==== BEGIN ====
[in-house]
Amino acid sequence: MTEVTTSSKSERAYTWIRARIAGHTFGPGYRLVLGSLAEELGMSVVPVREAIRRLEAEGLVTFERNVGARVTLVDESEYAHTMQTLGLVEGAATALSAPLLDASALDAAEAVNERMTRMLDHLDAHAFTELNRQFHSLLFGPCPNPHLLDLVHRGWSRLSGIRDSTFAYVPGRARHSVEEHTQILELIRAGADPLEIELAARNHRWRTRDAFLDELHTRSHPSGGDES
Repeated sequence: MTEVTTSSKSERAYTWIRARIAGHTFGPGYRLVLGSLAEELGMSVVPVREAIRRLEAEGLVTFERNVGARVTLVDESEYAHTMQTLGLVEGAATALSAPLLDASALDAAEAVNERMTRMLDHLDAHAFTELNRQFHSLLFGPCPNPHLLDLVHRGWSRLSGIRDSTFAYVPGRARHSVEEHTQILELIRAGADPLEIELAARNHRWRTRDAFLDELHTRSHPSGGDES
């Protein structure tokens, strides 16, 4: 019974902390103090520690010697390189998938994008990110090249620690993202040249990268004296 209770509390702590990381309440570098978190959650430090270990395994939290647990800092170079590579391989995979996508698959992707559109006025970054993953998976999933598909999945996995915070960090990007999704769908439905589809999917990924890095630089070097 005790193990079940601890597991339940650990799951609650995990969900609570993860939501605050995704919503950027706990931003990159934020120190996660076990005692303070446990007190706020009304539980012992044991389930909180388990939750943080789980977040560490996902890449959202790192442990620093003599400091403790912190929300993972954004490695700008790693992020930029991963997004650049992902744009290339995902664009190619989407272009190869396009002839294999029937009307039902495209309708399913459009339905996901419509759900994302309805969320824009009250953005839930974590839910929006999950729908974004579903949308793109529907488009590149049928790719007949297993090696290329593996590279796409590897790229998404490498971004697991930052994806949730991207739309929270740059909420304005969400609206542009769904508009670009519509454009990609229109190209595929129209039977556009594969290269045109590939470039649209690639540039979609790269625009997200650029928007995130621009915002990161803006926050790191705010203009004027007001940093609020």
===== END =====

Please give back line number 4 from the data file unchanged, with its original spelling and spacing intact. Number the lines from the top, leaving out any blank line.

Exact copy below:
């Protein structure tokens, strides 16, 4: 019974902390103090520690010697390189998938994008990110090249620690993202040249990268004296 209770509390702590990381309440570098978190959650430090270990395994939290647990800092170079590579391989995979996508698959992707559109006025970054993953998976999933598909999945996995915070960090990007999704769908439905589809999917990924890095630089070097 005790193990079940601890597991339940650990799951609650995990969900609570993860939501605050995704919503950027706990931003990159934020120190996660076990005692303070446990007190706020009304539980012992044991389930909180388990939750943080789980977040560490996902890449959202790192442990620093003599400091403790912190929300993972954004490695700008790693992020930029991963997004650049992902744009290339995902664009190619989407272009190869396009002839294999029937009307039902495209309708399913459009339905996901419509759900994302309805969320824009009250953005839930974590839910929006999950729908974004579903949308793109529907488009590149049928790719007949297993090696290329593996590279796409590897790229998404490498971004697991930052994806949730991207739309929270740059909420304005969400609206542009769904508009670009519509454009990609229109190209595929129209039977556009594969290269045109590939470039649209690639540039979609790269625009997200650029928007995130621009915002990161803006926050790191705010203009004027007001940093609020």